Sister Margaret Mary: Catholic social teaching is for everyone. It comes from scripture and tradition, but it’s broader than that. Fairness and human dignity are values that everyone has; they’re not exclusively Catholic. Catholic social teaching shows us that each one of us is sacred. We carry the spirit of Jesus within us. The principle of the common good requires establishing social structures that preserve the good of the community. Absence of any concern for or sensitivity of the common good is a sure sign of a society in need of help.
Some in Congress talk about how programs like SNAP (formerly food stamps), unemployment insurance, the EITC, and WIC other similar programs create government dependence, but a community is interdependent. We’re not looking at independence or dependence. We’re related to each other and interdependent in the human community. In this budget, the House of Representatives seems to be legislating for some small percentage of abuse. We shouldn’t be legislating for abuse; it’s morally wrong. We should be legislating for dignity.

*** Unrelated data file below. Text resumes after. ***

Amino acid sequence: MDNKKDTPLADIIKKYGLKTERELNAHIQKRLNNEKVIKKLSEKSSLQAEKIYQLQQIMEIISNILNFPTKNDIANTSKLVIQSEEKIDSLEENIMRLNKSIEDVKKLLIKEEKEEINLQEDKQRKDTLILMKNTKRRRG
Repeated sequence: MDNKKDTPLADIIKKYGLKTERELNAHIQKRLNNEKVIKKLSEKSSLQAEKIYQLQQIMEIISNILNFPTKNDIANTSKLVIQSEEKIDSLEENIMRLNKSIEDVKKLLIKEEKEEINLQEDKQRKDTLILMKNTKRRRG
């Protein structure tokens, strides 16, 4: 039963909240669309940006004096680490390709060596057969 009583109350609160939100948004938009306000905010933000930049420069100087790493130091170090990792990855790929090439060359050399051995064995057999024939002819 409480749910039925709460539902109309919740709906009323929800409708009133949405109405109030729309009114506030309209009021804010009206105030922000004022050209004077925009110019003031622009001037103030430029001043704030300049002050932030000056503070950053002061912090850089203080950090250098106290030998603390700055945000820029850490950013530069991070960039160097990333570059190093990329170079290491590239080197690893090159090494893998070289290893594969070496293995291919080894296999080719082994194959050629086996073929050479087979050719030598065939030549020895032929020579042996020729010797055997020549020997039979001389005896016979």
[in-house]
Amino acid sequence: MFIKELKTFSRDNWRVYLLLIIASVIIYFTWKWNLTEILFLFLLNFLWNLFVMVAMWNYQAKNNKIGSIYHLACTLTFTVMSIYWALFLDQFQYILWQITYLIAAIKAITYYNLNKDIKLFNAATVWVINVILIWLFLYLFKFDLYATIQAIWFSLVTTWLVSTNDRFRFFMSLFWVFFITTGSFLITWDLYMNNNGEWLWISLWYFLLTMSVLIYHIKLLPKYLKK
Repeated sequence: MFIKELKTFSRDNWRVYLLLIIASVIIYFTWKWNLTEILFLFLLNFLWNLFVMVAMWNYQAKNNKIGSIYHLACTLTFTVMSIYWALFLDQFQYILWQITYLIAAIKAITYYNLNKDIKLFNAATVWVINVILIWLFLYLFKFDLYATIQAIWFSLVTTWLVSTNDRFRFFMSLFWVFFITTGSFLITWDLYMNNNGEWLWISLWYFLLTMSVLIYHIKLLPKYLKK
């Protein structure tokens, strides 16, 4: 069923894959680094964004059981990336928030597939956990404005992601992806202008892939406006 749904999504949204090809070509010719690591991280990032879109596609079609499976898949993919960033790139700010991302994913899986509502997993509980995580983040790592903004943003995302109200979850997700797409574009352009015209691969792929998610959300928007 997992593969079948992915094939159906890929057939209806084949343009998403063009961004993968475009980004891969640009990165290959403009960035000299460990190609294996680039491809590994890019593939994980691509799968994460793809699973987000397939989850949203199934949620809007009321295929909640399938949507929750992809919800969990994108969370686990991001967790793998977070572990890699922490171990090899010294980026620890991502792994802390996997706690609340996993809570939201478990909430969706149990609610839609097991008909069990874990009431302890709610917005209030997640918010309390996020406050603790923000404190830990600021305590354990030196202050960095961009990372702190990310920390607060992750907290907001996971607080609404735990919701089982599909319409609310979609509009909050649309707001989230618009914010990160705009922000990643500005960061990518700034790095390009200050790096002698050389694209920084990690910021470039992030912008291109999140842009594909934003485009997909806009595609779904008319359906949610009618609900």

Amelia: At Bread, we recognize that our long-term deficit situation is of serious concern. Congress must put the country on a fiscally sustainable path. Those in Congress who support the House passed budget argue that these cuts are necessary to address our deficits, while we at Bread have argued for a more balanced approach. What does the Catholic faith have to teach us about these types of decisions?
Sister Margaret Mary: Catholic Social teaching includes the principle of preferential treatment for the poor and vulnerable, and we must adhere to that principle if the good of all is to prevail. We are called to political responsibility as faithful citizens.
What do you think about these decisions, Amelia?